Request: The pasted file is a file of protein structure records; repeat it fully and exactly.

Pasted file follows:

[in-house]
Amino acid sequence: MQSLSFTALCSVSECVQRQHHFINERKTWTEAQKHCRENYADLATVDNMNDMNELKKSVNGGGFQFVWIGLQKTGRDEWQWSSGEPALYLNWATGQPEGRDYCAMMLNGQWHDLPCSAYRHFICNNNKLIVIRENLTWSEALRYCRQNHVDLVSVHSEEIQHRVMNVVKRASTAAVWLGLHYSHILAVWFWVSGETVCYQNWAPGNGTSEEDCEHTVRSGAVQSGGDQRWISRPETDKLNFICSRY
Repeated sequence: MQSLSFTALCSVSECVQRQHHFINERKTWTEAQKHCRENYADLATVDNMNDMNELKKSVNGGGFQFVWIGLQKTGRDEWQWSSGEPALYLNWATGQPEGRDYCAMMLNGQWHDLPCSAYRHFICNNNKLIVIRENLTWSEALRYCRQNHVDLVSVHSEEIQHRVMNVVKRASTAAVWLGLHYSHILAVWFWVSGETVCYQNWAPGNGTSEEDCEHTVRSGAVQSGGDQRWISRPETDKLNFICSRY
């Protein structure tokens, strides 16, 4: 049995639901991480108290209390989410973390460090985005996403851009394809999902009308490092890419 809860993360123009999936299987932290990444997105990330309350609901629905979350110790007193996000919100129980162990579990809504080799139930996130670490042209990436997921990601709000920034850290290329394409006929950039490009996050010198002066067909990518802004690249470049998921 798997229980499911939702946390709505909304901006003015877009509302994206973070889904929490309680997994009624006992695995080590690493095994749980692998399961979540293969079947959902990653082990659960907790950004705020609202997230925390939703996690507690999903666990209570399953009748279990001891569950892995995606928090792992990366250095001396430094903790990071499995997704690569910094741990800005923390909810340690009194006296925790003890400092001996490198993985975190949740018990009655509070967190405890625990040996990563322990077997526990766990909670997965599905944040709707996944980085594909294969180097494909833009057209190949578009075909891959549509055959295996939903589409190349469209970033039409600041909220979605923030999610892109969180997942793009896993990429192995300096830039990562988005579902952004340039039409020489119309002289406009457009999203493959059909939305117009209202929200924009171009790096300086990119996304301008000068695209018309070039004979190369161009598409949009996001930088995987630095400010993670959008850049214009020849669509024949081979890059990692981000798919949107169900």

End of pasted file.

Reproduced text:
[in-house]
Amino acid sequence: MQSLSFTALCSVSECVQRQHHFINERKTWTEAQKHCRENYADLATVDNMNDMNELKKSVNGGGFQFVWIGLQKTGRDEWQWSSGEPALYLNWATGQPEGRDYCAMMLNGQWHDLPCSAYRHFICNNNKLIVIRENLTWSEALRYCRQNHVDLVSVHSEEIQHRVMNVVKRASTAAVWLGLHYSHILAVWFWVSGETVCYQNWAPGNGTSEEDCEHTVRSGAVQSGGDQRWISRPETDKLNFICSRY
Repeated sequence: MQSLSFTALCSVSECVQRQHHFINERKTWTEAQKHCRENYADLATVDNMNDMNELKKSVNGGGFQFVWIGLQKTGRDEWQWSSGEPALYLNWATGQPEGRDYCAMMLNGQWHDLPCSAYRHFICNNNKLIVIRENLTWSEALRYCRQNHVDLVSVHSEEIQHRVMNVVKRASTAAVWLGLHYSHILAVWFWVSGETVCYQNWAPGNGTSEEDCEHTVRSGAVQSGGDQRWISRPETDKLNFICSRY
């Protein structure tokens, strides 16, 4: 049995639901991480108290209390989410973390460090985005996403851009394809999902009308490092890419 809860993360123009999936299987932290990444997105990330309350609901629905979350110790007193996000919100129980162990579990809504080799139930996130670490042209990436997921990601709000920034850290290329394409006929950039490009996050010198002066067909990518802004690249470049998921 798997229980499911939702946390709505909304901006003015877009509302994206973070889904929490309680997994009624006992695995080590690493095994749980692998399961979540293969079947959902990653082990659960907790950004705020609202997230925390939703996690507690999903666990209570399953009748279990001891569950892995995606928090792992990366250095001396430094903790990071499995997704690569910094741990800005923390909810340690009194006296925790003890400092001996490198993985975190949740018990009655509070967190405890625990040996990563322990077997526990766990909670997965599905944040709707996944980085594909294969180097494909833009057209190949578009075909891959549509055959295996939903589409190349469209970033039409600041909220979605923030999610892109969180997942793009896993990429192995300096830039990562988005579902952004340039039409020489119309002289406009457009999203493959059909939305117009209202929200924009171009790096300086990119996304301008000068695209018309070039004979190369161009598409949009996001930088995987630095400010993670959008850049214009020849669509024949081979890059990692981000798919949107169900």